The semi-too big to fail are starting to do just that. Earlier, the bank filed an 8-K disclosing that it was the "target of a federal criminal investigation relating to the Company's mortgage warehouse lending division and related alleged accounting irregularities. The Company has been informed that the alleged accounting irregularities relate to more than one year’s audited financial statements and regulatory financial reporting." Also, "earlier in 2009, BancGroup provided documents to the Special Inspector General for the Troubled Asset Relief Program (SIGTARP) in response to a subpoena issued by SIGTARP" and "the SEC has issued subpoenas to BancGroup seeking documents related to, among other things, BancGroup’s disclosures related to its participation in the U.S. Treasury Department’s Troubled Asset Relief Program and BancGroup’s disclosures respecting accounting for loan loss reserves. BancGroup has provided, and continues to provide, documents in response to these subpoenas."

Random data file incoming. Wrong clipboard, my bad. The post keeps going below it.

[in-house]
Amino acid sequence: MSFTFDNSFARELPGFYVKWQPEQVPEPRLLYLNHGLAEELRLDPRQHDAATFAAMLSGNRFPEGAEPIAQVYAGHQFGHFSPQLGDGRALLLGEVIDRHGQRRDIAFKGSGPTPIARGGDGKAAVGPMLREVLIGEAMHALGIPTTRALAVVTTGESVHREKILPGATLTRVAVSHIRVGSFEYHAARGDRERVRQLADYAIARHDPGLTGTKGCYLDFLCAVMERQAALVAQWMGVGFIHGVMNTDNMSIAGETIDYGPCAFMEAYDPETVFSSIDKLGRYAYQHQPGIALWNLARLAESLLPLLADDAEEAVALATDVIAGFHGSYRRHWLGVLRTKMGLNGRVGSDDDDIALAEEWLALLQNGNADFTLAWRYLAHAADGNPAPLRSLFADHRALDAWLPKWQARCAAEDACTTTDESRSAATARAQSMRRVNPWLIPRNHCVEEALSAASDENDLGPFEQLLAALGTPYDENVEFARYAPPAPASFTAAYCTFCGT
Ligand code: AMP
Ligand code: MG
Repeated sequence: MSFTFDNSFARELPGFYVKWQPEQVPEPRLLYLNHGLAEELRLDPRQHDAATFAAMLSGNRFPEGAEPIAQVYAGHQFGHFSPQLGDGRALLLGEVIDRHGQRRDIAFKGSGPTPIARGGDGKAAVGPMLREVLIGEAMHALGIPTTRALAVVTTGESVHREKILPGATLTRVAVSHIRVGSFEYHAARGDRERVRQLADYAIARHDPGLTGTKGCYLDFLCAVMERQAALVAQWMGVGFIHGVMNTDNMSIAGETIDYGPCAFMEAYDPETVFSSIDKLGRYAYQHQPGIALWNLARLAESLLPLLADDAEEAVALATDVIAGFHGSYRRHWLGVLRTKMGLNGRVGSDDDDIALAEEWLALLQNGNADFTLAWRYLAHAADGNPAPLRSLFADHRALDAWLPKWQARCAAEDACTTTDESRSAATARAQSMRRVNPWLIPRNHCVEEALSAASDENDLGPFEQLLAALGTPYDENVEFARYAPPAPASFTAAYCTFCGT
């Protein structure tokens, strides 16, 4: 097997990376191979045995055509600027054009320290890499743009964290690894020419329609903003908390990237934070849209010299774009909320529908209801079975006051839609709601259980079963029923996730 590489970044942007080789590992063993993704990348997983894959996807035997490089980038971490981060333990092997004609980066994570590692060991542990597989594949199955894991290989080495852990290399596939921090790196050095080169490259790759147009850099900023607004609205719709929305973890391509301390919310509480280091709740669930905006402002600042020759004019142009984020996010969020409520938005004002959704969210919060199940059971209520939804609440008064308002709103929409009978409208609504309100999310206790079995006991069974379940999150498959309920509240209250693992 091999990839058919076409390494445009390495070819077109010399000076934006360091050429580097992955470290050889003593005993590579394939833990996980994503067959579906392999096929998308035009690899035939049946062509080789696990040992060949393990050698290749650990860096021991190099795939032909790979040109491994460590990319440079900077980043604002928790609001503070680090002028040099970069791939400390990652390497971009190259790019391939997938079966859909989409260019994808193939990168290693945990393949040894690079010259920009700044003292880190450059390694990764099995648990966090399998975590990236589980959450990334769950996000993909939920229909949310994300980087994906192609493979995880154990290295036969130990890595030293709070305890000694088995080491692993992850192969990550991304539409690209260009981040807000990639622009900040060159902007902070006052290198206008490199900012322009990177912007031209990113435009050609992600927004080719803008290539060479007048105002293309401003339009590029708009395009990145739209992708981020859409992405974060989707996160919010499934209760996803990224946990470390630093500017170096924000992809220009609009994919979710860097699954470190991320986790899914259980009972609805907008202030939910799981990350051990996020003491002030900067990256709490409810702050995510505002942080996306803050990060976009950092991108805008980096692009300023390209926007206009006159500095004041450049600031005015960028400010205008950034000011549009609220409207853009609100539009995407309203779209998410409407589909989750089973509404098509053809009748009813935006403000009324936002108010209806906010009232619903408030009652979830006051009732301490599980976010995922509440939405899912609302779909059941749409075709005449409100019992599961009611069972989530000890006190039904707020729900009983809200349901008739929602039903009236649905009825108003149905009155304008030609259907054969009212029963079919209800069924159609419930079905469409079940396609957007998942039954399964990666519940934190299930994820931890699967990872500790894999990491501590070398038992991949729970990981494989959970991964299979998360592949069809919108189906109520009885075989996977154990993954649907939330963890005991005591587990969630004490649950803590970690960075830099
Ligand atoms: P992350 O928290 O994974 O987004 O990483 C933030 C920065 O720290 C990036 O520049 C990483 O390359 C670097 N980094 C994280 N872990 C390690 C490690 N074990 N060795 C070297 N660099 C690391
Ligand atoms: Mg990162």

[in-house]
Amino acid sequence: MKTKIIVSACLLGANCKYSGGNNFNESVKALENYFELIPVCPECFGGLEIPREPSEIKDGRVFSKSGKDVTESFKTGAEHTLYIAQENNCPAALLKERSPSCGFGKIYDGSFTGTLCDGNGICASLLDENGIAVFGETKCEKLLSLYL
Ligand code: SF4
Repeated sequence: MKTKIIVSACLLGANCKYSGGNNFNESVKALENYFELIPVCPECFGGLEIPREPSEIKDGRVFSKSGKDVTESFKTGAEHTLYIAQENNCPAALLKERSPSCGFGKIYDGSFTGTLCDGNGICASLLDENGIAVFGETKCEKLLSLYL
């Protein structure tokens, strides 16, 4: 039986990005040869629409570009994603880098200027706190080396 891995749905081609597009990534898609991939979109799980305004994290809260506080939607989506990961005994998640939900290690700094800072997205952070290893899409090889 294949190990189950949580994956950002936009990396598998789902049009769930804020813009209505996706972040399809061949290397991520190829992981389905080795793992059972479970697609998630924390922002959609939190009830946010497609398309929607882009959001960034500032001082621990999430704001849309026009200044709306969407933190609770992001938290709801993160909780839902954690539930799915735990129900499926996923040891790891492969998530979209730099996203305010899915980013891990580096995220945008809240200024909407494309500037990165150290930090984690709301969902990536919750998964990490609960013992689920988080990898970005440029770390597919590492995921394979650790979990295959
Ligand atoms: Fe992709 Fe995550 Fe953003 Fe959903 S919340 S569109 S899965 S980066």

Lastly, one has a pretty good advance look on today's FDIC Failure Friday compliments of the last bit of disclosure in the 8-K:
"On August 5, 2009, the Alabama State Banking Department provided notice to Colonial Bank that the Alabama State Banking Board will meet on August 12, 2009, at which time Colonial Bank will be asked to consent to the Superintendent’s exercise of his statutory authority to appoint the FDIC as receiver or conservator for the Bank if and when the Superintendent deems such appointment to be necessary. In the meantime, the Company continues to explore all possible capital-raising alternatives that would position it and Colonial Bank to comply with the requirements of the Orders to Cease and Desist to which they are subject."
A cursory glance at Colonial's most recent balance sheet indicates $26.4 billion in assets, and $20.2 billion in total deposits. There goes the FDIC's Deposit Insurance Fund. But at least the 247,000 people who are no longer employed are buying up any and all related stocks.